Oh, Summer. You with your promise of endless hours that somehow never materialize when it comes to actually getting something done around here. Why does this promise only exist in the head of those once “too busy”, now “so bored”. Summer, I would give you a giant slice of seedless watermelon followed by a trip to Dairy Queen if you would allow me the pleasure of experiencing what bored feels like. And for the record, I don’t mean that feeling I get when forced to watch animated movies at the cinema. I want to know what it feels like to literally not have a single thing to accomplish or check off my list. I’m going to the beach soon. Perhaps we can meet there between the boardwalk and the ocean. I’ll be the one wearing the ridiculous hat that ages me at least ten years and once again, transforms me into my mother. Not that there’s anything wrong with that.
Summer, this year I decided to take a page from my friend Tara’s parenting 101 toolkit. I now leave chore lists written on bright blue memo paper for each of the kids every morning. These same kids claim to have no time to help out during the busy school year. These lists make so few appearances during the winter months, that I feel out of practice. I wrote at the bottom of one such list today: Take a shower. Really? Even someone without fourteen years of mothering experience can see right through that one. I’m grasping at straws here, and the kids know it. It wouldn’t surprise me to see one of them scrawl “Watch TV” as the final to-do item.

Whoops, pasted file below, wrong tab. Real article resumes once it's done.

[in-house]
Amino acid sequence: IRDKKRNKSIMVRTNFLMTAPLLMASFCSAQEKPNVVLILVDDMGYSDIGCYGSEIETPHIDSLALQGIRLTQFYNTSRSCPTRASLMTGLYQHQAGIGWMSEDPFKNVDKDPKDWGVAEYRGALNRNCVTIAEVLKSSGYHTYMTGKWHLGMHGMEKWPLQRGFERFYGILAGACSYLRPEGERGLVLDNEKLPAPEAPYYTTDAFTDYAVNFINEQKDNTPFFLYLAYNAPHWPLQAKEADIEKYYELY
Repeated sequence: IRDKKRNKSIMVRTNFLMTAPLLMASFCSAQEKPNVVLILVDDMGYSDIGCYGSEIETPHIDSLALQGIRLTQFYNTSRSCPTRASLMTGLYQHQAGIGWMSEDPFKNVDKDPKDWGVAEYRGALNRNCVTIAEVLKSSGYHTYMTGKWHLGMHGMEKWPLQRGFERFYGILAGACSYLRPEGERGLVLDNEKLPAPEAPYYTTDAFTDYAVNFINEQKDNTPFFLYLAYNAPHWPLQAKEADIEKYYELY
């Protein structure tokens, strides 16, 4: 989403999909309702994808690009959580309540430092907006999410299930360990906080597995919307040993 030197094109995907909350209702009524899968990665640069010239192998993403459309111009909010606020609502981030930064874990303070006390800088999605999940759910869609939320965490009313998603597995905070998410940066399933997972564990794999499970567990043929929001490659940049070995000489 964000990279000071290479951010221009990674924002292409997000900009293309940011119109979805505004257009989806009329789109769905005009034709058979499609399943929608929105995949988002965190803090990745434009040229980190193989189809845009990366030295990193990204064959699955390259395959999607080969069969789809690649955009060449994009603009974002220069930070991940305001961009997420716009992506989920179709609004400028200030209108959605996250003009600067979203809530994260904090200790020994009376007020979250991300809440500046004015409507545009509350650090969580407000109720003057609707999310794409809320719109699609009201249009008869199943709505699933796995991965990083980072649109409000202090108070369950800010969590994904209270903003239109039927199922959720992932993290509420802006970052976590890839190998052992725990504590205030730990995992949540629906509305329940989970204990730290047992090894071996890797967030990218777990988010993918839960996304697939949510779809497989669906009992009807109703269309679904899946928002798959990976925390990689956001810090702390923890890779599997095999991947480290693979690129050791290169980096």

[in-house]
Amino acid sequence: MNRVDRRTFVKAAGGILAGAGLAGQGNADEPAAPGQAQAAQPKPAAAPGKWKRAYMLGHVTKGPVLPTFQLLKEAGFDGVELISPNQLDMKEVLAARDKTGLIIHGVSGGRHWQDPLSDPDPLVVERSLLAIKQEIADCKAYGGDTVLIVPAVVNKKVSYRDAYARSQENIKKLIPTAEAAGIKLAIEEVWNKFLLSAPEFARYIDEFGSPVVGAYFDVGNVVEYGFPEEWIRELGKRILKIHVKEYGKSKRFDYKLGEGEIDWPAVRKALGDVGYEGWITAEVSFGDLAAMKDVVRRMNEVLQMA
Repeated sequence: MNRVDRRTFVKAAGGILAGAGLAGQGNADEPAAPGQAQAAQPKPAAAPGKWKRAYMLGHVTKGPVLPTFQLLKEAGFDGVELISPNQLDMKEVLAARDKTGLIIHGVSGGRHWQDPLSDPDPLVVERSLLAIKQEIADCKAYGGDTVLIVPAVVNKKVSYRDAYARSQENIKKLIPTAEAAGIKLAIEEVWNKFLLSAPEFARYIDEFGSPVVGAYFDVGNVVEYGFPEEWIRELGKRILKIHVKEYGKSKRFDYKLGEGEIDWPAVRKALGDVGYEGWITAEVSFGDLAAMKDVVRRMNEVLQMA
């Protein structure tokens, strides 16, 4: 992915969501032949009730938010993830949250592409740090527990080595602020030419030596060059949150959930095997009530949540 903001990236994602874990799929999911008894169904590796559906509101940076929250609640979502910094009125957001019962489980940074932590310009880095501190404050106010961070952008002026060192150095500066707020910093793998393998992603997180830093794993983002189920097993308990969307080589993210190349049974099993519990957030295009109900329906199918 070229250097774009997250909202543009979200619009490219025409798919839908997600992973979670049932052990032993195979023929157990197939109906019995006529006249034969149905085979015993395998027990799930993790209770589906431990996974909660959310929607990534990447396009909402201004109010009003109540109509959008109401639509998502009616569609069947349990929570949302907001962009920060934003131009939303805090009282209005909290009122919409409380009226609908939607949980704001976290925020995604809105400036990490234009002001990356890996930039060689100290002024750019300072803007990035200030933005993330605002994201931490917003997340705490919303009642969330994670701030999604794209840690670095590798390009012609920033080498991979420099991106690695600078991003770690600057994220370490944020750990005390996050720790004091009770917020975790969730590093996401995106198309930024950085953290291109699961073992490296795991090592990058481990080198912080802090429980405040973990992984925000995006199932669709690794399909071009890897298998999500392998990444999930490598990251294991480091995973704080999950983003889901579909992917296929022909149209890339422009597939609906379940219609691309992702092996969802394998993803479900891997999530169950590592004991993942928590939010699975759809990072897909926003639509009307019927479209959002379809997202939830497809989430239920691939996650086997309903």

I like you, Summer. I want to be friends, but I need you to hold up your end of our agreement. You will not kill me with your heat, your wasps, your parade of highly caloric treats in the form of ice cream. You will not mock my thirty-nine year old thighs when they make their milky white appearance. You will not allow those who should enjoy you, waste the precious gift of your time by staring trance-like at the Disney channel or re-runs of Lost. You will give us the gift of boredom, of fat green leaves dancing on branches, of horses snorting across the fields, of sand and bare legs and sunshine. And I, I promise to make you into a memory, a thumbprint on the brains of my bored children. I will capture you in their mind’s eye, and while they may forget the details of your days, they will remember the way you made them feel–like their life is one of endless hours filled with infinite possibilities.